** Small Hours is being exhibited in the eye.level virtual photography gallery from February 20th – May 1st 2021. Click here to view (best on a large monitor). **
My ongoing architectural projects require extensive travel around the country, so with movement curtailed in 2020 thanks to the pandemic, I turned my lens closer to home. The result was Small Hours.
Inspired by the 1977 John Martyn song of the same name – a brooding nocturnal soundscape recorded across a lake at 3 a.m. – Small Hours is a collection of photographs produced to document the peaceful cinematic atmosphere that isolated points of artificial light create after the sun has set in a small town.
The images were captured in and around my hometown of Malvern, Worcestershire. Famous for its mineral water, hills, Medieval priory and conservation area of Victorian architecture, this is an area I am intimately familiar with. Wandering around after dark, however, completely changes the appreciation of your surroundings.
Night photography in urban areas is nothing new and social media is awash with shots from this genre. Often taking inspiration from the big screen, the photographer can employ a heady mix of neon lights, litter strewn streets and towering structures to create some high impact images. Malvern however, has very few of these things. The feast of nineteenth century villas and quiet residential streets make for pretty vistas during the day, but by night they become, to my eye at least, mundane. Instead I found myself looking primarily at light, shadow and tone. Rather than objects of architectural or natural beauty, I was being drawn purely to light sources and their immediate vicinity.
Streetlights, often sodium based with a strong orange hue, cast a warming ethereal glow over their surroundings. Shadows formed by objects blocking the light create textures and patterns unseen during daylight hours. Other sources of white light from street furniture, phone boxes or illuminated signage become welcome markers in the sea of black, while coloured tones from traffic lights, retail displays or dazzling petrol station canopies enlarge the spectrum of highlights from purely orange, black and white. These simple scenes can be almost cinematic themselves without the need of imposing urban architecture. A cashpoint bleeds green light into the surrounding puddles on the pavement, a bright blue and red sign advertises watch batteries from inside a closed backstreet cobblers, a small beauty salon explodes in a bright pink riot courtesy of some enthusiastic use of coloured rope light.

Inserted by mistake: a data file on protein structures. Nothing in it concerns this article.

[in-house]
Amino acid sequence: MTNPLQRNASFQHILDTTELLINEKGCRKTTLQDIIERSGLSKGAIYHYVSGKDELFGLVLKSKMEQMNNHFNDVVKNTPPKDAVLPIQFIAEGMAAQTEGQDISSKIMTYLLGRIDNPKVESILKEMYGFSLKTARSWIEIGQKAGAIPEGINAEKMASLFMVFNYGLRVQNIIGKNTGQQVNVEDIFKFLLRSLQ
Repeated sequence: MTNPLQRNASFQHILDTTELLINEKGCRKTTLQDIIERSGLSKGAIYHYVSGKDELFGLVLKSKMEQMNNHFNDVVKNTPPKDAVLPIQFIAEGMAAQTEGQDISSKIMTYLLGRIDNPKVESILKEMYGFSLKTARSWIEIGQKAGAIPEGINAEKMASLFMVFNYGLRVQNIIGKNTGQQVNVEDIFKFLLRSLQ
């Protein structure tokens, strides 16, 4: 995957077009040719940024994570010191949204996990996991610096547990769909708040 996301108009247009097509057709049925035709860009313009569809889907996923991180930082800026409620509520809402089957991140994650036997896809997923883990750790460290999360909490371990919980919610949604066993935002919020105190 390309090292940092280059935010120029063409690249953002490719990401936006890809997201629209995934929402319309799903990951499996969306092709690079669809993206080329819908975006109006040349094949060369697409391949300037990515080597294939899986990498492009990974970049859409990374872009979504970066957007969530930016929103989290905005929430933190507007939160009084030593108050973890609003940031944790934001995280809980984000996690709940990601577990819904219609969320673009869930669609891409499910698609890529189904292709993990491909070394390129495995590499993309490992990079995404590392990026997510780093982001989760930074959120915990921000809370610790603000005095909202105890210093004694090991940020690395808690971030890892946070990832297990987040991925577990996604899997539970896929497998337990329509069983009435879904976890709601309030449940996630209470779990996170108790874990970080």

After a rainstorm, tarmac and pavements glisten, gilding the previously unremarkable ground with a seemingly crystalline sheen. Puddles and pools of water reflect anything aimed at them, creating a distorted reverse of reality.
Small Hours is deliberately devoid of people, but signs of life are present. The last train heading to Birmingham heads off down an unlit track, its red taillights receding in the gloom. A warm glow emanates from inside the sorting office as work continues through the night. Two take-aways stand open side by side in the dark, awaiting custom from hungry locals. The occasional car is represented by partial light trails acting as arrows showing direction of travel.
As dawn arrives the palate changes again as a deep navy blue slowly fills the sky, drawing the unlit shadowy areas out into the exposure. Streetlights start to extinguish one by one well before the sun has hit the horizon, and as a result, the mood alters and the small hours rapidly draw to a close.
Having exhausted the photographic options within walking distance of my home I decided to draw the project to a close by publishing a short run photobook on my ADM imprint. Sequenced from blue hour, through the night to dawn the following morning, the series of shots takes you on a tour of Malvern that the tourist board probably wouldn’t sanction. It may not be what this small town is known for, but to my eyes its far more magical after dark.
Small Hours was published as a small format ltd edition hardback photobook in November 2020. Order a copy here.